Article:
The Beginner’s Guide to Preparation For and Rescuing Yourself From The Bush when ‘Puncture Struck’
A Failure To Plan Is A Plan To Fail
Motorcycles are an incredible tool for exploration. Their light weight and single track makes them much easier to get through the more awkward parts of a ride – try getting a land cruiser up the stairs in your mother’s house. Because of the lack of weight they’ll burn less fuel and, rather wonderfully, there is a very clear limit as to how much extra baggage you can carry on one. Having this limit is a lot more of a blessing than it is of a curse, but what it does do is prompt a bit of planning.
Prepping to ride should always have a wonderful sense of anticipation to it. After all, you’re getting ready to have a whole load of fun! The trick is to keep it that way. Dress appropriately. If you’re going for a game of five a side, wear trainers. If you’re
going out to ride a bike, wear bike boots. Losing footing in such a small way that your foot slips off the peg and you don’t even drop the bike can result in a nasty ankle injury or similar. Also, try dropping a bike on your foot and that lightweight concept just doesn’t seem so light any more…
Know the bike and what it needs. Pack a tool kit. Better still, pack two – one for you and one for the machine. Bring easy to carry food such as bananas, energy bars and apples. Always carry water – we always suggest a camel back. If you need to carry extra fuel for the bike, then carry extra water for you. Fruit is always good as it’s a great source of energy and there isn’t a wrapper to soil the beautiful environment that you’re riding through.
Knowing your bike and talking to those who ride the same or a similar model will help you identify the tools you may need. Bringing power tools with you isn’t going to work if there is nowhere to plug them in. Equally, bringing a box full of stuff that you’ve never used and are unlikely to use is a waste of effort. Do you really need all those spanners, or just the 10mm and 12mm ones? Packing them is also going to be a concern. Having a small luggage roll that fits inside a bum bag is going to be much easier to carry than some sort of plastic box that needs to be strapped on to the bike.
Punctures happen for a whole host of reasons. Starting a ride without the correct tyre pressure may result in a flat. Not reducing the pressure when you need a bigger footprint in the soft stuff will reduce traction. Most shops sell basic puncture repair kits that contain little canisters of compressed air. Take a few as part of your tool kit, along with the bits you need to take the tyre(s) off.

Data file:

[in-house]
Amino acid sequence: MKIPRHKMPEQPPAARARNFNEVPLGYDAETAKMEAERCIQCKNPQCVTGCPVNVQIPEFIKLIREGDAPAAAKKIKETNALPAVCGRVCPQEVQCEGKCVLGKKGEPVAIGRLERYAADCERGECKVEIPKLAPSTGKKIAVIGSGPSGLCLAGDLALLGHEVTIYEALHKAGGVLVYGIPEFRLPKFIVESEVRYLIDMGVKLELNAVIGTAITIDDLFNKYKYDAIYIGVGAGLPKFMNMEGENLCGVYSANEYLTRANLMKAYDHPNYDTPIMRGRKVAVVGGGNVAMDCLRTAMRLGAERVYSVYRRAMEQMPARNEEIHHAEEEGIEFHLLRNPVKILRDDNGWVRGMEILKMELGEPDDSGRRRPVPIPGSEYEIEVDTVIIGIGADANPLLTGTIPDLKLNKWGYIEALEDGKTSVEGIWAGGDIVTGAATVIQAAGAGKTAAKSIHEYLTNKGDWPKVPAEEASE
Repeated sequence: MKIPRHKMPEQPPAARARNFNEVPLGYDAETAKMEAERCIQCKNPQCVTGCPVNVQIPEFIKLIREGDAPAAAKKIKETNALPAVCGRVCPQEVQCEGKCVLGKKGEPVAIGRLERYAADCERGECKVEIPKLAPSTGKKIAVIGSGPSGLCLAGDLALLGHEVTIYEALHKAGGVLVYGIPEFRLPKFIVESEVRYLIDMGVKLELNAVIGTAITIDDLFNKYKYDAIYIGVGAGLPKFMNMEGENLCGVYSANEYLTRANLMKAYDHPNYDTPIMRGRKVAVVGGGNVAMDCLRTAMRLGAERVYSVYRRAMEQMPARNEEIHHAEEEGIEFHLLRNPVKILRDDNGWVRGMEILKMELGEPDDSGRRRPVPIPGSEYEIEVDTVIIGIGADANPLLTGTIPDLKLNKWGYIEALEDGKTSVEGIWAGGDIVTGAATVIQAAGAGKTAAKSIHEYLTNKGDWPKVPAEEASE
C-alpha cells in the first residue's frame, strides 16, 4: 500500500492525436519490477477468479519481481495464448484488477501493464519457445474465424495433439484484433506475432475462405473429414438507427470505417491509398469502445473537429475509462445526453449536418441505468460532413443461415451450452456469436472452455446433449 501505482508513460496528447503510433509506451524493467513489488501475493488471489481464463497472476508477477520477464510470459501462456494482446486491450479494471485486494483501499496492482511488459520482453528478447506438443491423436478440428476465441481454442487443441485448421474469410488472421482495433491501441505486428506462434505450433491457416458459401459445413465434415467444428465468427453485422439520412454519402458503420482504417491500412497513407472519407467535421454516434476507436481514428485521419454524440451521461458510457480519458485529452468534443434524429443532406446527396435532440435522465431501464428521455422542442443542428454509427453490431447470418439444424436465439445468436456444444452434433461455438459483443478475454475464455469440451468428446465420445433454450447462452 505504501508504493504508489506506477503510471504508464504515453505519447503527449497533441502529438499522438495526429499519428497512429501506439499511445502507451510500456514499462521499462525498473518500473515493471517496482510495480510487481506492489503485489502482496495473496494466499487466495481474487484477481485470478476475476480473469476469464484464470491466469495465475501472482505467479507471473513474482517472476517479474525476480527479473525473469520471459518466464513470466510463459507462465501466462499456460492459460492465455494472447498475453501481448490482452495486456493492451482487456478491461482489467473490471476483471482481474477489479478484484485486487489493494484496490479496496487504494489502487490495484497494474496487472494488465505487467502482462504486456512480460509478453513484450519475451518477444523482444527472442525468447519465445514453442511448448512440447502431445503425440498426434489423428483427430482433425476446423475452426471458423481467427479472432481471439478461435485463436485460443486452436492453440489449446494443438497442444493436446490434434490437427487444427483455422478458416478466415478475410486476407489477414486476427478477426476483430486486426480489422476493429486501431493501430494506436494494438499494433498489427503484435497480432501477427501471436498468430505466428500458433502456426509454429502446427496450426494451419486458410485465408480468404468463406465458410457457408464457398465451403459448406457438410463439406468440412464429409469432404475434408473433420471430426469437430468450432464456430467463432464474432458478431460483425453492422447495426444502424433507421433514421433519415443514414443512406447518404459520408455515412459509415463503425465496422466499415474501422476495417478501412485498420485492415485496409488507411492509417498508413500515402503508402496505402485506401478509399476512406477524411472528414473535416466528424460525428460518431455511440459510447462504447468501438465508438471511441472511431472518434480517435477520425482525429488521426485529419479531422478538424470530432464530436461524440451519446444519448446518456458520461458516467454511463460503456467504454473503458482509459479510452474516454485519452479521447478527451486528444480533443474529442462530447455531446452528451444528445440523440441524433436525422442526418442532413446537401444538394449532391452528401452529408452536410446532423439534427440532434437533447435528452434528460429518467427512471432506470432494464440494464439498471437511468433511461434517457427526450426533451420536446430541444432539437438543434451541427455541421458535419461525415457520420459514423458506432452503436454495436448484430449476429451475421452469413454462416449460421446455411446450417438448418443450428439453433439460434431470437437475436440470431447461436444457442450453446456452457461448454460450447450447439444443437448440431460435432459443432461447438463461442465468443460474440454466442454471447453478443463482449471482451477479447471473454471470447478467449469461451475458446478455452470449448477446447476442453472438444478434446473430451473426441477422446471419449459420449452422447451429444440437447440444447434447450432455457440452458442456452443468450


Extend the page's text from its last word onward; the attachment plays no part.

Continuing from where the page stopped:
Using a mousse or something likeTubliss can be a lifesaver. If you’re having a really bad day, you will still have the kit to get home.
If all else fails, an old-fashioned but workable way to get going again is to break the seal between the tyre and the rim with the tools you’ve brought along, then take your t-shirt, socks, bandanna, and any other soft clothing you have, wet them with the water you’ve brought with you, and stuff them into the tyre.
Reattaching the tyre to the rim is going to be painful. Reduce the pain by taking your apple and doing the following: Eat half of it, and place the other half with the rim. Press firmly and run the one of your recommended five a day all the way around the wheel. Not only is eating the half an apple good for you, the juice will act as a lube and let the tyre simply fall back onto the rim before rapidly drying. Ok, while this does work, getting the tyre to simply ‘fall back onto the rim’ can be a bit tricky, but it’s doable. The wet clothing will replicate air pressure, but unlike air, won’t leak out of a hole in the tyre.
It is important to keep speed to a minimum, as this is probably the most temporary of temporary solutions. It is only a means by which to get you to the nearest place where you can get the tyre properly fixed. Wet clothes do not create enough pressure to seal a tyre to its rim and if the tyre pops back off it you’re out of luck, as you’ve probably run out of apples. And, indeed, underwear.
Can’t wait to get out there and take to the trails? Download our free pre-ride POWDER checklist, so you can make sure your bike is as ready as you are!
To find out more about raceway motorcycles and services please contact us directly on 03) 9351 0055